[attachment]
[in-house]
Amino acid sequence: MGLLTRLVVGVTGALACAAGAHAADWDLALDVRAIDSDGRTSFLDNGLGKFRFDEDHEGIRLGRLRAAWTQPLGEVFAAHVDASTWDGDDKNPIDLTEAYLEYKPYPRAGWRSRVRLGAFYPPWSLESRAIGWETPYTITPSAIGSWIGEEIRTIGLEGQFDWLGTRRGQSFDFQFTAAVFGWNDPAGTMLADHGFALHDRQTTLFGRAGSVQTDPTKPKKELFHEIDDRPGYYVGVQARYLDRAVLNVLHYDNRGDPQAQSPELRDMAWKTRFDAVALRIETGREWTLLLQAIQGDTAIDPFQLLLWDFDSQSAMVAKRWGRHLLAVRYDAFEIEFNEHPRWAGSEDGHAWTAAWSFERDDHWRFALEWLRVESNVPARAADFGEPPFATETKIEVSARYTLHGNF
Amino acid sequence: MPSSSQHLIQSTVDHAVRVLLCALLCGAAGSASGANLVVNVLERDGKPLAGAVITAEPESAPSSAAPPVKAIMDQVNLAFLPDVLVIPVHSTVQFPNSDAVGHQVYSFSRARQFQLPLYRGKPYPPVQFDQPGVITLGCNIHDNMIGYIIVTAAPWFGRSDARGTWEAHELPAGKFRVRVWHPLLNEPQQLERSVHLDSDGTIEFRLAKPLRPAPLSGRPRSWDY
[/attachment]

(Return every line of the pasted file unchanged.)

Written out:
[in-house]
Amino acid sequence: MGLLTRLVVGVTGALACAAGAHAADWDLALDVRAIDSDGRTSFLDNGLGKFRFDEDHEGIRLGRLRAAWTQPLGEVFAAHVDASTWDGDDKNPIDLTEAYLEYKPYPRAGWRSRVRLGAFYPPWSLESRAIGWETPYTITPSAIGSWIGEEIRTIGLEGQFDWLGTRRGQSFDFQFTAAVFGWNDPAGTMLADHGFALHDRQTTLFGRAGSVQTDPTKPKKELFHEIDDRPGYYVGVQARYLDRAVLNVLHYDNRGDPQAQSPELRDMAWKTRFDAVALRIETGREWTLLLQAIQGDTAIDPFQLLLWDFDSQSAMVAKRWGRHLLAVRYDAFEIEFNEHPRWAGSEDGHAWTAAWSFERDDHWRFALEWLRVESNVPARAADFGEPPFATETKIEVSARYTLHGNF
Amino acid sequence: MPSSSQHLIQSTVDHAVRVLLCALLCGAAGSASGANLVVNVLERDGKPLAGAVITAEPESAPSSAAPPVKAIMDQVNLAFLPDVLVIPVHSTVQFPNSDAVGHQVYSFSRARQFQLPLYRGKPYPPVQFDQPGVITLGCNIHDNMIGYIIVTAAPWFGRSDARGTWEAHELPAGKFRVRVWHPLLNEPQQLERSVHLDSDGTIEFRLAKPLRPAPLSGRPRSWDY